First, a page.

- Investigative reporter for The New Yorker Magazine
- Won Pulitzer Prize for My Lai Massacre reporting during Vietnam War
- First published his My Lai story in leftwing Dispatch News Service
- In 1968 worked as Press Secretary for anti-Vietnam War Democratic presidential candidate Senator Eugene McCarthy
- Nicknamed "my little commie" by Executive Editor of The New York Times when he worked there
- Protégé and friend of radical journalist I.F. Stone
- Typically bases his reporting, which tends to be highly critical of the United States, on unnamed sources that are difficult for others to verify
Seymour Myron “Sy” Hersh is an investigative journalist who won a Pulitzer Prize in 1970 for his reporting about what came to be called the “My Lai Massacre” at a village in Vietnam.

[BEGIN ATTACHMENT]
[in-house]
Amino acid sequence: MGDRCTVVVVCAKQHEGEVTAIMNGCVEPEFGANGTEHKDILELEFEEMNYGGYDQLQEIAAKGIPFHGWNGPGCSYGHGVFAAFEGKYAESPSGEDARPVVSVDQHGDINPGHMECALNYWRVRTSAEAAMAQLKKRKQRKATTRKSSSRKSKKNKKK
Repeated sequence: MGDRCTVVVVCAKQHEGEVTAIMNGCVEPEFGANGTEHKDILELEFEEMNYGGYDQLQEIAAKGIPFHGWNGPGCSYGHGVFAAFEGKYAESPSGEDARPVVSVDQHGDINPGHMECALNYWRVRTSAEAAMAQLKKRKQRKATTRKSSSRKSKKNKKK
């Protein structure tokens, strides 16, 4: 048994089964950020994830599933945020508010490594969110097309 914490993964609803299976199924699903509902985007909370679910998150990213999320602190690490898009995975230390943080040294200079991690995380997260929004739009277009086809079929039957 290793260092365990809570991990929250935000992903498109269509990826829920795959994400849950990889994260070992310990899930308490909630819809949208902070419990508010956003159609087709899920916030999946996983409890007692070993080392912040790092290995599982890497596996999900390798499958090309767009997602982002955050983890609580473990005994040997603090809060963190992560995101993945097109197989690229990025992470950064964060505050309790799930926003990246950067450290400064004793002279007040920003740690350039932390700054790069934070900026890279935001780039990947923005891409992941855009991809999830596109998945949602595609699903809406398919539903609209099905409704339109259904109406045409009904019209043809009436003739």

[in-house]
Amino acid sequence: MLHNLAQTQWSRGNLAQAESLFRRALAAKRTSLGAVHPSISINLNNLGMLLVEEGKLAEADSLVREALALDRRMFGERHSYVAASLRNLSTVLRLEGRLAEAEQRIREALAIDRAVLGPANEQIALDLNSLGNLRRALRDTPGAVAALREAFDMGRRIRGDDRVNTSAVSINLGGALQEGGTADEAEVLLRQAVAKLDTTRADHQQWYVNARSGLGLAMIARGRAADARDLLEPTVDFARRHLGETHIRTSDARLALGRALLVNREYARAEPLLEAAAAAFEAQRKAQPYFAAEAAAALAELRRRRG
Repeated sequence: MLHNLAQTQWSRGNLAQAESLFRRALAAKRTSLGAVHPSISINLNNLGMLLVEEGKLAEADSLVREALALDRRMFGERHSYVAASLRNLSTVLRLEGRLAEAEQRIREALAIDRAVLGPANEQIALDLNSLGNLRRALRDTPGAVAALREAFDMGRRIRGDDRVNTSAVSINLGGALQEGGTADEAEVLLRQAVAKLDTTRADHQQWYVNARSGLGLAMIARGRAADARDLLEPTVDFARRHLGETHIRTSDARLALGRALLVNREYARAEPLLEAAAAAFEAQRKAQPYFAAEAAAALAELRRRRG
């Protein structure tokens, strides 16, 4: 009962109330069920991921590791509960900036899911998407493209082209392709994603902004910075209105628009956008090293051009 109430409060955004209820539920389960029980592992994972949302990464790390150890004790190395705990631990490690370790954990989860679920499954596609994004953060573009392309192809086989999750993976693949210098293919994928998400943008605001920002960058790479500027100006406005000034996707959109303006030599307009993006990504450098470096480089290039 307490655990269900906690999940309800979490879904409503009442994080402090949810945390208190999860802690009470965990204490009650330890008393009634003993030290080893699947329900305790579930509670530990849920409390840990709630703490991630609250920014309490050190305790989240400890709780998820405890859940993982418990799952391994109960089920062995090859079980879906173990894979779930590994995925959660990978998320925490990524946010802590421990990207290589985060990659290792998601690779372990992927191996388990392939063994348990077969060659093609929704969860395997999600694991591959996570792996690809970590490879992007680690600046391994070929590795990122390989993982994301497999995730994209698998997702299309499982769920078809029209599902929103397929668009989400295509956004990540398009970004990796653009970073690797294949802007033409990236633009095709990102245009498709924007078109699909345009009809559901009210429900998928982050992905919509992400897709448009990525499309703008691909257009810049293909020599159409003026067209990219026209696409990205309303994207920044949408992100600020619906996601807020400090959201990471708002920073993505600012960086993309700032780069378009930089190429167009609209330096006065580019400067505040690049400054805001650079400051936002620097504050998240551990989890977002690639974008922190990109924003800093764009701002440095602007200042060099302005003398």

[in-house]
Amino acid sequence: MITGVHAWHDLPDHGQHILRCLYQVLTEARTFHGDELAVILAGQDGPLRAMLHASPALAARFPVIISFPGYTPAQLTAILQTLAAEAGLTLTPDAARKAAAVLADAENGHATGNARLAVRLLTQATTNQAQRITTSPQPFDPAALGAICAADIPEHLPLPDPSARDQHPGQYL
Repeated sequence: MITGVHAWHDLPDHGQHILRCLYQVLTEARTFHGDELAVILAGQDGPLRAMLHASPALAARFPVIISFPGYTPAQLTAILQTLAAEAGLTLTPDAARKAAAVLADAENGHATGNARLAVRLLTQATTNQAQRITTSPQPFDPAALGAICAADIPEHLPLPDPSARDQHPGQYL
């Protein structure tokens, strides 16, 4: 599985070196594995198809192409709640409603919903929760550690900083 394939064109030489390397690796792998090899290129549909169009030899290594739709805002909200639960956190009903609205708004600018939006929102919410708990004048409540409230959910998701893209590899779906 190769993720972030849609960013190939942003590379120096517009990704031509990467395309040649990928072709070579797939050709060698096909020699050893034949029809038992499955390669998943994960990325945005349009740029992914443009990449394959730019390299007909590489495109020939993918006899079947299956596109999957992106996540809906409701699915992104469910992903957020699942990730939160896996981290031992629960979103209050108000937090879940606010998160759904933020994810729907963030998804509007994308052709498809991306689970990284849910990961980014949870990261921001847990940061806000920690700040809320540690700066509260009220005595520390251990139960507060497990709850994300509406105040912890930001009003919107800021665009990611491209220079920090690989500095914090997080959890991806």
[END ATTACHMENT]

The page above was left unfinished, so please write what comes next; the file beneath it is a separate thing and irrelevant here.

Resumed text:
Since the terrorist attacks in America on September 11, 2001, Hersh has written exclusively for The New Yorker magazine.
In May 2004 Hersh again made news with an investigation of “how the Department of Defense mishandled the disaster at Abu Ghraib,” a prison in Iraq where inmates were treated and photographed in degrading ways in what Hersh described as “part of the dehumanizing interrogation process.”
This article, like much of his writing over three and a half decades, featured Hersh’s favorite villains – wrong-doing American soldiers, wicked American leaders and evil agents of the U.S. Central Intelligence Agency, the CIA.
Hersh and his fraternal twin Alan were born in Chicago, Illinois on April 8, 1937. “His parents, who emigrated to the U.S. from Lithuania and Poland, spoke Yiddish and ran a dry-cleaning shop in a tough section of the city’s South Side,” wrote Scott Sherman in the Columbia Journalism Review (CJR). “Hersh, however, was raised in a more genteel section near Hyde Park.” Hersh described his parents to David Rubien of Salon.com as middle-class and apolitical. Seymour and Alan had two older sisters, also twins.